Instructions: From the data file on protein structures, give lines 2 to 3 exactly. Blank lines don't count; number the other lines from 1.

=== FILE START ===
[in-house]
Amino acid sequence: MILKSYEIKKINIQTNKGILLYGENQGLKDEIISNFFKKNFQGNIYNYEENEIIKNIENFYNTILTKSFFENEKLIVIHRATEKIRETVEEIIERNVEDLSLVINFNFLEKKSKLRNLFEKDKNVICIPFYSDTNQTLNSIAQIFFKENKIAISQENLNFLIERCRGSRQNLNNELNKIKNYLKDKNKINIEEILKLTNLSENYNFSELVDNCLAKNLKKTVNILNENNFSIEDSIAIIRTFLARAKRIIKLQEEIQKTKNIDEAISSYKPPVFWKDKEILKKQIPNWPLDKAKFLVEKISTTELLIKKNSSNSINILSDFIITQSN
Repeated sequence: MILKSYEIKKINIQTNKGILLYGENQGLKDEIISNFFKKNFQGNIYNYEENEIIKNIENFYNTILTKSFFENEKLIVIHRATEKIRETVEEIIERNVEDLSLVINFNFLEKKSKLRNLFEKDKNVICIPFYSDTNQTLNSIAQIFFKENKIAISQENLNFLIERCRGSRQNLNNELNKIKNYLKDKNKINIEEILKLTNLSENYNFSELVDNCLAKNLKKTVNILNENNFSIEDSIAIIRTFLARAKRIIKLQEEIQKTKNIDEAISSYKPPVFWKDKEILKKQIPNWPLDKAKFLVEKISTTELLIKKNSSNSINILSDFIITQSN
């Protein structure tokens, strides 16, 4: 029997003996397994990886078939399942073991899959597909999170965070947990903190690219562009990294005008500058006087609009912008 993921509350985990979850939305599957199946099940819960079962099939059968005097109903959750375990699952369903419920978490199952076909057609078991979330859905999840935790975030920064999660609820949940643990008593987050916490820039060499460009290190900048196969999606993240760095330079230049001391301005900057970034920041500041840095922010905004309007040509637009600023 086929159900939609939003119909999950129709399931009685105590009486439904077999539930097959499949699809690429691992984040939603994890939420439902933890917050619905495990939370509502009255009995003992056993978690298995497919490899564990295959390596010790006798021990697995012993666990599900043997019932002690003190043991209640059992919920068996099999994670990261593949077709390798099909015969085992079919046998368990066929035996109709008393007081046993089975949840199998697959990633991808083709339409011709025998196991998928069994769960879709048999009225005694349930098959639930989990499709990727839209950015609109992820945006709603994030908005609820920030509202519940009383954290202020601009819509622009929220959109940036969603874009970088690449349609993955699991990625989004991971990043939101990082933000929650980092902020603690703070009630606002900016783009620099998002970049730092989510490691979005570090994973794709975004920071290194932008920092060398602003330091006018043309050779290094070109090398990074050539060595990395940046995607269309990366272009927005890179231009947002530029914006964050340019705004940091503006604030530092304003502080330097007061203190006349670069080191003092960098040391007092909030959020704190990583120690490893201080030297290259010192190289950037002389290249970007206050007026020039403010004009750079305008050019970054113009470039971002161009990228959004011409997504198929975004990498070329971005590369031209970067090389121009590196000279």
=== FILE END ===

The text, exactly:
Amino acid sequence: MILKSYEIKKINIQTNKGILLYGENQGLKDEIISNFFKKNFQGNIYNYEENEIIKNIENFYNTILTKSFFENEKLIVIHRATEKIRETVEEIIERNVEDLSLVINFNFLEKKSKLRNLFEKDKNVICIPFYSDTNQTLNSIAQIFFKENKIAISQENLNFLIERCRGSRQNLNNELNKIKNYLKDKNKINIEEILKLTNLSENYNFSELVDNCLAKNLKKTVNILNENNFSIEDSIAIIRTFLARAKRIIKLQEEIQKTKNIDEAISSYKPPVFWKDKEILKKQIPNWPLDKAKFLVEKISTTELLIKKNSSNSINILSDFIITQSN
Repeated sequence: MILKSYEIKKINIQTNKGILLYGENQGLKDEIISNFFKKNFQGNIYNYEENEIIKNIENFYNTILTKSFFENEKLIVIHRATEKIRETVEEIIERNVEDLSLVINFNFLEKKSKLRNLFEKDKNVICIPFYSDTNQTLNSIAQIFFKENKIAISQENLNFLIERCRGSRQNLNNELNKIKNYLKDKNKINIEEILKLTNLSENYNFSELVDNCLAKNLKKTVNILNENNFSIEDSIAIIRTFLARAKRIIKLQEEIQKTKNIDEAISSYKPPVFWKDKEILKKQIPNWPLDKAKFLVEKISTTELLIKKNSSNSINILSDFIITQSN